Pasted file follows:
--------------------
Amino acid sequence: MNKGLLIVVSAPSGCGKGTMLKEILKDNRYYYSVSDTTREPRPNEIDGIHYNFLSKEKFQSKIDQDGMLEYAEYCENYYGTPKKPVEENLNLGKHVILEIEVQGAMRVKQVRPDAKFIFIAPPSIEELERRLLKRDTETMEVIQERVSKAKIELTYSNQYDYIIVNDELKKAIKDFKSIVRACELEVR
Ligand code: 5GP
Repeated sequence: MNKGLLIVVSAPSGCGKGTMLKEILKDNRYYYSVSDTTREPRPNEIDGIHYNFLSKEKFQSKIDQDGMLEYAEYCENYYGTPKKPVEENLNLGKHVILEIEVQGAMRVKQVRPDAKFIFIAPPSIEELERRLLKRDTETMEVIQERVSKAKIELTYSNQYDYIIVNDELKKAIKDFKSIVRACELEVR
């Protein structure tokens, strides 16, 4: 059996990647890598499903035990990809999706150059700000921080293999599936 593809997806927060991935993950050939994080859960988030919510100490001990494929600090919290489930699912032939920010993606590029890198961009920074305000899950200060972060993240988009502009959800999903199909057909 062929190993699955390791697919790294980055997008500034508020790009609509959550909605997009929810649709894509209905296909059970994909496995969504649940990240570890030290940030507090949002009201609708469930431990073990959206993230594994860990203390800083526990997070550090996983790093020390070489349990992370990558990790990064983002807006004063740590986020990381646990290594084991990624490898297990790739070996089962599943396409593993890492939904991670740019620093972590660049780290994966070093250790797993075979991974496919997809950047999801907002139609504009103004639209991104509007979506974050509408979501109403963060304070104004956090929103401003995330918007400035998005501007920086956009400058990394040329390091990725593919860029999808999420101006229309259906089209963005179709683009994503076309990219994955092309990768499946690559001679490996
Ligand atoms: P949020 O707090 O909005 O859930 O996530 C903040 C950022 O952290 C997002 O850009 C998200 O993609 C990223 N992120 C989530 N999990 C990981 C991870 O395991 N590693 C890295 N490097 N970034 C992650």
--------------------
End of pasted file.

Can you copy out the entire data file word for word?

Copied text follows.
Amino acid sequence: MNKGLLIVVSAPSGCGKGTMLKEILKDNRYYYSVSDTTREPRPNEIDGIHYNFLSKEKFQSKIDQDGMLEYAEYCENYYGTPKKPVEENLNLGKHVILEIEVQGAMRVKQVRPDAKFIFIAPPSIEELERRLLKRDTETMEVIQERVSKAKIELTYSNQYDYIIVNDELKKAIKDFKSIVRACELEVR
Ligand code: 5GP
Repeated sequence: MNKGLLIVVSAPSGCGKGTMLKEILKDNRYYYSVSDTTREPRPNEIDGIHYNFLSKEKFQSKIDQDGMLEYAEYCENYYGTPKKPVEENLNLGKHVILEIEVQGAMRVKQVRPDAKFIFIAPPSIEELERRLLKRDTETMEVIQERVSKAKIELTYSNQYDYIIVNDELKKAIKDFKSIVRACELEVR
């Protein structure tokens, strides 16, 4: 059996990647890598499903035990990809999706150059700000921080293999599936 593809997806927060991935993950050939994080859960988030919510100490001990494929600090919290489930699912032939920010993606590029890198961009920074305000899950200060972060993240988009502009959800999903199909057909 062929190993699955390791697919790294980055997008500034508020790009609509959550909605997009929810649709894509209905296909059970994909496995969504649940990240570890030290940030507090949002009201609708469930431990073990959206993230594994860990203390800083526990997070550090996983790093020390070489349990992370990558990790990064983002807006004063740590986020990381646990290594084991990624490898297990790739070996089962599943396409593993890492939904991670740019620093972590660049780290994966070093250790797993075979991974496919997809950047999801907002139609504009103004639209991104509007979506974050509408979501109403963060304070104004956090929103401003995330918007400035998005501007920086956009400058990394040329390091990725593919860029999808999420101006229309259906089209963005179709683009994503076309990219994955092309990768499946690559001679490996
Ligand atoms: P949020 O707090 O909005 O859930 O996530 C903040 C950022 O952290 C997002 O850009 C998200 O993609 C990223 N992120 C989530 N999990 C990981 C991870 O395991 N590693 C890295 N490097 N970034 C992650």